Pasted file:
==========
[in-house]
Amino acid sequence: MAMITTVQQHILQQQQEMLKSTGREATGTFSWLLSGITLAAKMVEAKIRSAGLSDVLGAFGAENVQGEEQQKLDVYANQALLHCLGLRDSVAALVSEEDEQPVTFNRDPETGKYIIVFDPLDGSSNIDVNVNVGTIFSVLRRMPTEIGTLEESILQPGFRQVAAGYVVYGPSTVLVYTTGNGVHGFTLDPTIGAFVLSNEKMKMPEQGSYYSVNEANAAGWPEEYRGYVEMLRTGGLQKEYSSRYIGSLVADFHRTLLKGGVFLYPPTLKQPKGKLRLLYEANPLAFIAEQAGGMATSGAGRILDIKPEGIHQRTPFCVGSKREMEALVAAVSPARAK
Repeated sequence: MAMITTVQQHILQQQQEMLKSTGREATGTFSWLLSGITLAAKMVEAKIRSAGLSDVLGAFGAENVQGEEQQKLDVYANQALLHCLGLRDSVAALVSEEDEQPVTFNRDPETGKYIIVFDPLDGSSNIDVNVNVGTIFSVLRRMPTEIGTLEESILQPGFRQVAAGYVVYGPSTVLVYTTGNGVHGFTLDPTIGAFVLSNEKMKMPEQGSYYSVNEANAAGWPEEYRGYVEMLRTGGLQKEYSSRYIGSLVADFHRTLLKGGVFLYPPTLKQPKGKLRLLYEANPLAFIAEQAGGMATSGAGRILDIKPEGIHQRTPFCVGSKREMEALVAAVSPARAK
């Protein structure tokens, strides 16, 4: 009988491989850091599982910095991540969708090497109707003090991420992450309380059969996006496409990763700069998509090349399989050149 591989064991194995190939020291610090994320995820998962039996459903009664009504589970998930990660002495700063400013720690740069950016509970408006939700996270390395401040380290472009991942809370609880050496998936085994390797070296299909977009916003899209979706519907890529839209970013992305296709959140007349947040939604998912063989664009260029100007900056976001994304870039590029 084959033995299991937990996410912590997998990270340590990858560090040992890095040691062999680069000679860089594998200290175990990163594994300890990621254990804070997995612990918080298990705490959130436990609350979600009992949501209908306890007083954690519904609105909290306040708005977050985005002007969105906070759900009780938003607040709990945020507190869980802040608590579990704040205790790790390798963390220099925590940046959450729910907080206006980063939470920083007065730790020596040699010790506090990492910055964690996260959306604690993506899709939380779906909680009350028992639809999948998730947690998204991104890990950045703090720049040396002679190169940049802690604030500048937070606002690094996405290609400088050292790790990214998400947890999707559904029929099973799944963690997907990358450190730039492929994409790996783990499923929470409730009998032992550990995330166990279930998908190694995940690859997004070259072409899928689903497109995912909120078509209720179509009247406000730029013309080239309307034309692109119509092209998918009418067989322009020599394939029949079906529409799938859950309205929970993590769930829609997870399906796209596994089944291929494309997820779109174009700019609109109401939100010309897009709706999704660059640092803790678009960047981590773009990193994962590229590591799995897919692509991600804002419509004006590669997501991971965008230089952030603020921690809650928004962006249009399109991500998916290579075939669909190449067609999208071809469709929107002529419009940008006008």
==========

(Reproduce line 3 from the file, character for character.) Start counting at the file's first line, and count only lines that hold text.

Repeated sequence: MAMITTVQQHILQQQQEMLKSTGREATGTFSWLLSGITLAAKMVEAKIRSAGLSDVLGAFGAENVQGEEQQKLDVYANQALLHCLGLRDSVAALVSEEDEQPVTFNRDPETGKYIIVFDPLDGSSNIDVNVNVGTIFSVLRRMPTEIGTLEESILQPGFRQVAAGYVVYGPSTVLVYTTGNGVHGFTLDPTIGAFVLSNEKMKMPEQGSYYSVNEANAAGWPEEYRGYVEMLRTGGLQKEYSSRYIGSLVADFHRTLLKGGVFLYPPTLKQPKGKLRLLYEANPLAFIAEQAGGMATSGAGRILDIKPEGIHQRTPFCVGSKREMEALVAAVSPARAK